Qandeel had asked questions that disturbed almost all minority Pakistanis. She was challenging a legal system riddled with flaws and internal contradictions. According to Article 22 of the constitution of Pakistan: “No citizen shall be denied admission to any educational institution receiving aid from public revenues on the ground only of race, religion, caste or place of birth.” According to Article 27: “No citizen otherwise qualified for appointment in the service of Pakistan shall be discriminated against in respect of any such appointment on the ground only of race, religion, caste, sex, residence or place of birth.” From this it would appear that the treatment meted out to Qandeel, amounted to a violation of the constitution.
Her plea for better security was ignored by the government despite requests made three weeks prior to her death to the interior minister and other senior officials. Qandeel divided opinion in Pakistan, a largely conservative nation, as she appeared on television to speak about female empowerment, often dressed in non-traditional, revealing, clothes. She began her career by auditioning on Pakistan Idol (a reality show featuring singing talent) and soon after launched a social media enterprise, posting videos that went viral.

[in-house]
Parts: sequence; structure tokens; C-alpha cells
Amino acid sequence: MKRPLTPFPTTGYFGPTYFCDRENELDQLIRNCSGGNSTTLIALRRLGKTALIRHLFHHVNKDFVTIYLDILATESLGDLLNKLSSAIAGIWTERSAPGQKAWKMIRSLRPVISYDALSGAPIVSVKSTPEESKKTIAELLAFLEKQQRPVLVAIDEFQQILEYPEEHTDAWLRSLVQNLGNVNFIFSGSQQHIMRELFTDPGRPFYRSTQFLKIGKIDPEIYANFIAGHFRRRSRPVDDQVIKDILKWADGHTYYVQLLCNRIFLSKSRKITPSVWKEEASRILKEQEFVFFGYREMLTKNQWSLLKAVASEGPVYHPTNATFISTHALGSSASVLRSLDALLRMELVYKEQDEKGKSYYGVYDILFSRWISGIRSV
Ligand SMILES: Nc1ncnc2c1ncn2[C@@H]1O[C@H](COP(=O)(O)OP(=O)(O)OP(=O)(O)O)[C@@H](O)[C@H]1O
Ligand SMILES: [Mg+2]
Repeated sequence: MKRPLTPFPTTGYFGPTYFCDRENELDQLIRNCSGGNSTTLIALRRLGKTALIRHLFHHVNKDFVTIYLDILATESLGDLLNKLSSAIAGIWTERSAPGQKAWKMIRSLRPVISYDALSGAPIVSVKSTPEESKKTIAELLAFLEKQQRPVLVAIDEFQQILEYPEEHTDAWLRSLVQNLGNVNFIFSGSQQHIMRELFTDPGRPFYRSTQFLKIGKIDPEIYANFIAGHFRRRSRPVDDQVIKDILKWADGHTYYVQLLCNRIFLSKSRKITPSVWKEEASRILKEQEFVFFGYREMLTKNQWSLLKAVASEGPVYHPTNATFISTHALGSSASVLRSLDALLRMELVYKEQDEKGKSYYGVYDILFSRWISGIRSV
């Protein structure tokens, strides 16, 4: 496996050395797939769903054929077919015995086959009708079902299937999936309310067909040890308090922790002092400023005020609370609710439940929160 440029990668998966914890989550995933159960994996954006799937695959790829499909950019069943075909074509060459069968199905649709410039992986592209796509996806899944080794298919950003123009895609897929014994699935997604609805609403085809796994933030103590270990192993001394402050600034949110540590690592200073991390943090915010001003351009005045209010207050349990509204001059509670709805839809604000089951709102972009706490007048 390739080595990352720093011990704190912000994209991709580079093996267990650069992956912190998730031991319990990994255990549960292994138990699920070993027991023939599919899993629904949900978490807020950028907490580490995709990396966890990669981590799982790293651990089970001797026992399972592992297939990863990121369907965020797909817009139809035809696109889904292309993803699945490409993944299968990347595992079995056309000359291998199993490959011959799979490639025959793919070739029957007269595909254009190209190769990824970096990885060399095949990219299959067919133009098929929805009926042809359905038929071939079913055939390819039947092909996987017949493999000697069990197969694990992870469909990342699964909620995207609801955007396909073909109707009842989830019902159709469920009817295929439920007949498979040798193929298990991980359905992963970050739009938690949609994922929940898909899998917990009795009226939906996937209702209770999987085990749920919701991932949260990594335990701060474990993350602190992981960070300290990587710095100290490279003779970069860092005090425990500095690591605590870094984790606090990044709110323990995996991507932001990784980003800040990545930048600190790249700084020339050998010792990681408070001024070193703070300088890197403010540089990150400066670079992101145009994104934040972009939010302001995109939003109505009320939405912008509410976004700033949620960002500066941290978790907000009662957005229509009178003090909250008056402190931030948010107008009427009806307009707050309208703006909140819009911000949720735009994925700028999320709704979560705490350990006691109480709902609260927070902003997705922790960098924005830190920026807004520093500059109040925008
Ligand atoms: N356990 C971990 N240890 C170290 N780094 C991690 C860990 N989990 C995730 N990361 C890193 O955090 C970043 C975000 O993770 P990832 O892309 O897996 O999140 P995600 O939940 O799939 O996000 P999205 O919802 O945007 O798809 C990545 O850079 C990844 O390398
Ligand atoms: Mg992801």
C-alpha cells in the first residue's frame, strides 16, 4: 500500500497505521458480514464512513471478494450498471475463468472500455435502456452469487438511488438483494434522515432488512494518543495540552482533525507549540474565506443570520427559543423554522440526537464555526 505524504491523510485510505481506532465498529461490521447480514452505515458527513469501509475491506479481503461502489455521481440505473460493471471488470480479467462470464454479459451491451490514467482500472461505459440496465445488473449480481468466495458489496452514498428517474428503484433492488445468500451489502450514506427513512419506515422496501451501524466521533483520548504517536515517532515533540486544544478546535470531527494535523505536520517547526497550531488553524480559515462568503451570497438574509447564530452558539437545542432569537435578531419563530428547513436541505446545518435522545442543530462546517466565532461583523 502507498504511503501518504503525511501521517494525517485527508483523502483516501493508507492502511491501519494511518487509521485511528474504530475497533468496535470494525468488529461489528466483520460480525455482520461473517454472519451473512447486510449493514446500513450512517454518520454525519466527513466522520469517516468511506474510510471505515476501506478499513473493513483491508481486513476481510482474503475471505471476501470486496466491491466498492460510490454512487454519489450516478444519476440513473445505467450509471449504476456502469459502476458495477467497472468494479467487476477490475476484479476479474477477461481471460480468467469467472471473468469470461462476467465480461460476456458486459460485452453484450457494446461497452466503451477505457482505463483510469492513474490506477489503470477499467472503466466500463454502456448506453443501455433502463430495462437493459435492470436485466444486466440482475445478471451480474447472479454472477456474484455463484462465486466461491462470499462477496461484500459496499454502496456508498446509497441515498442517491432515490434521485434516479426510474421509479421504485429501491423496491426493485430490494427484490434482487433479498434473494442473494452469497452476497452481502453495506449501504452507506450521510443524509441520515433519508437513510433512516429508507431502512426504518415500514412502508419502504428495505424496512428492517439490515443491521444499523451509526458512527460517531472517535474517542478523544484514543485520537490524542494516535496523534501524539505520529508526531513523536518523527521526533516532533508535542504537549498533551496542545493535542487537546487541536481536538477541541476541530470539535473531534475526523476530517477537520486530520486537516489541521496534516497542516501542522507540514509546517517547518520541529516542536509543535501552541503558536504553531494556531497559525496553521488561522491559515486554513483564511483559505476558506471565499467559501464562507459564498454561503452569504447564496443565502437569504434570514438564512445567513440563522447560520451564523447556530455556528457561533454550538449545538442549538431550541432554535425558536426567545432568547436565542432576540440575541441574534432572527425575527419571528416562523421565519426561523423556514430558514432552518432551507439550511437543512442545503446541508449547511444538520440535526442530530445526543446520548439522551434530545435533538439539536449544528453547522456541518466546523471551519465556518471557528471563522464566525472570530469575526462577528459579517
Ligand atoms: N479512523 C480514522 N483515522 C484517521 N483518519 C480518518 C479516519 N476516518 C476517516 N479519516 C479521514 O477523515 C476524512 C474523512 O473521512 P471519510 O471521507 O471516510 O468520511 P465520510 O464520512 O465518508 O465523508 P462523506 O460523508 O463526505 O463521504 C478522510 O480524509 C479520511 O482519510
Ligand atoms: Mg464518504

On her final, July 4 post on her Facebook page, which has almost 800,000 fans, Qandeel wrote: “I am trying to change the typical orthodox mindset of people who don’t wanna come out of their shells of false beliefs and old practices.” Her apparent “honor killing” has caused outrage the world over. Sherry Rahman, a Senator and outspoken advocate for the rights of women and minorities, called for the national assembly to pass an anti-honor killing bill.
This is sadly, not the first example of the dismal indifference towards minorities and disregard for the constitution. Pakistan’s history has illustrated the government’s failure to protect the rights of minorities. It has also time and again reminded society that the much-contested blasphemy law is a tool for victimization, demonization and persecution of the minorities. This is what Qandeel wanted to stop.